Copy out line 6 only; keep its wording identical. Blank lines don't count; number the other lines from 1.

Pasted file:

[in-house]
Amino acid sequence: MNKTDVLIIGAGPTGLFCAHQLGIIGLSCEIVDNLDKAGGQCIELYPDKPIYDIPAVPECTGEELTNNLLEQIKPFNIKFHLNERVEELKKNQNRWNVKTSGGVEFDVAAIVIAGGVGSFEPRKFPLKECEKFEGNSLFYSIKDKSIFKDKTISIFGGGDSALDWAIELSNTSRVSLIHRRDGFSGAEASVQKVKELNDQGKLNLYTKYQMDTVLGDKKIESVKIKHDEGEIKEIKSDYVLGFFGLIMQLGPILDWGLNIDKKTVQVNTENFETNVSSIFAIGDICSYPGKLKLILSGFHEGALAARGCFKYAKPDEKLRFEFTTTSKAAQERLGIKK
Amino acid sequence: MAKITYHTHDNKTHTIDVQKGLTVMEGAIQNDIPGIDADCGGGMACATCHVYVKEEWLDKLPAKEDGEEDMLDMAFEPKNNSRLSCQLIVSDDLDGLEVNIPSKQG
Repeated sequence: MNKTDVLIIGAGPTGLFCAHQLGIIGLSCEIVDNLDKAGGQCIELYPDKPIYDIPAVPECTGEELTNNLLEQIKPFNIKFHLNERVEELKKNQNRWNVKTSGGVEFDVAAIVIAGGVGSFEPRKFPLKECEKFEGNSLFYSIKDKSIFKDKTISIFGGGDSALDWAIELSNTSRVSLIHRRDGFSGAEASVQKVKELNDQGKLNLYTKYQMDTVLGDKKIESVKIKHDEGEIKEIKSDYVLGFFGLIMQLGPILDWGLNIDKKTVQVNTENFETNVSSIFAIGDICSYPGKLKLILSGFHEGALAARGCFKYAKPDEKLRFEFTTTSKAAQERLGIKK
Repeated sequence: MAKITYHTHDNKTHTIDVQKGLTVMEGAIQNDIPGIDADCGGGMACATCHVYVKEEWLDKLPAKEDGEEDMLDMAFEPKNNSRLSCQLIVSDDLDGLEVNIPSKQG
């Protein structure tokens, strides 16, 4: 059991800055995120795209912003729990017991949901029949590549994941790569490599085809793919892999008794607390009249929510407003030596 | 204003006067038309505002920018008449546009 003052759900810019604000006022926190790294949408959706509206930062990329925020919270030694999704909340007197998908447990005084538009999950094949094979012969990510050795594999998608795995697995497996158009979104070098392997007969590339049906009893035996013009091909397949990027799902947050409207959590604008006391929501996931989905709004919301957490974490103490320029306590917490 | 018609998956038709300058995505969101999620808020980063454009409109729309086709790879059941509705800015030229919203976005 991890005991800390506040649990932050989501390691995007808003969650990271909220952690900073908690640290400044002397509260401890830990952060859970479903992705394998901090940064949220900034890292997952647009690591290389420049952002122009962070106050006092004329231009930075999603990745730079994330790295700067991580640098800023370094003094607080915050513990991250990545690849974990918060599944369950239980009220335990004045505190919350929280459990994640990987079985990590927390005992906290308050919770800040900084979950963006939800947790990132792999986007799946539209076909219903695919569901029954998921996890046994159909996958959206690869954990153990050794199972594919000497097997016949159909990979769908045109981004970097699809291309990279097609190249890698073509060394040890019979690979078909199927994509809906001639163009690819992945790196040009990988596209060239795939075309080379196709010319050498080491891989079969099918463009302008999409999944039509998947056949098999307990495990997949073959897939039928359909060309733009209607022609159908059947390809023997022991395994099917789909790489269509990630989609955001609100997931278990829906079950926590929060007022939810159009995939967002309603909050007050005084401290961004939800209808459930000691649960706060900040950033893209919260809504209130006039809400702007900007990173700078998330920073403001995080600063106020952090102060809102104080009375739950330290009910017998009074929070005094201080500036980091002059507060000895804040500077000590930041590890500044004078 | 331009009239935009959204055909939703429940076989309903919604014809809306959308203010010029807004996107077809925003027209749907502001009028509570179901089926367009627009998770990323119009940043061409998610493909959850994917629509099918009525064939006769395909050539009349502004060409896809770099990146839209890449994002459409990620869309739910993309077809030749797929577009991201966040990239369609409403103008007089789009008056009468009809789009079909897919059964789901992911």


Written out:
């Protein structure tokens, strides 16, 4: 059991800055995120795209912003729990017991949901029949590549994941790569490599085809793919892999008794607390009249929510407003030596 | 204003006067038309505002920018008449546009 003052759900810019604000006022926190790294949408959706509206930062990329925020919270030694999704909340007197998908447990005084538009999950094949094979012969990510050795594999998608795995697995497996158009979104070098392997007969590339049906009893035996013009091909397949990027799902947050409207959590604008006391929501996931989905709004919301957490974490103490320029306590917490 | 018609998956038709300058995505969101999620808020980063454009409109729309086709790879059941509705800015030229919203976005 991890005991800390506040649990932050989501390691995007808003969650990271909220952690900073908690640290400044002397509260401890830990952060859970479903992705394998901090940064949220900034890292997952647009690591290389420049952002122009962070106050006092004329231009930075999603990745730079994330790295700067991580640098800023370094003094607080915050513990991250990545690849974990918060599944369950239980009220335990004045505190919350929280459990994640990987079985990590927390005992906290308050919770800040900084979950963006939800947790990132792999986007799946539209076909219903695919569901029954998921996890046994159909996958959206690869954990153990050794199972594919000497097997016949159909990979769908045109981004970097699809291309990279097609190249890698073509060394040890019979690979078909199927994509809906001639163009690819992945790196040009990988596209060239795939075309080379196709010319050498080491891989079969099918463009302008999409999944039509998947056949098999307990495990997949073959897939039928359909060309733009209607022609159908059947390809023997022991395994099917789909790489269509990630989609955001609100997931278990829906079950926590929060007022939810159009995939967002309603909050007050005084401290961004939800209808459930000691649960706060900040950033893209919260809504209130006039809400702007900007990173700078998330920073403001995080600063106020952090102060809102104080009375739950330290009910017998009074929070005094201080500036980091002059507060000895804040500077000590930041590890500044004078 | 331009009239935009959204055909939703429940076989309903919604014809809306959308203010010029807004996107077809925003027209749907502001009028509570179901089926367009627009998770990323119009940043061409998610493909959850994917629509099918009525064939006769395909050539009349502004060409896809770099990146839209890449994002459409990620869309739910993309077809030749797929577009991201966040990239369609409403103008007089789009008056009468009809789009079909897919059964789901992911």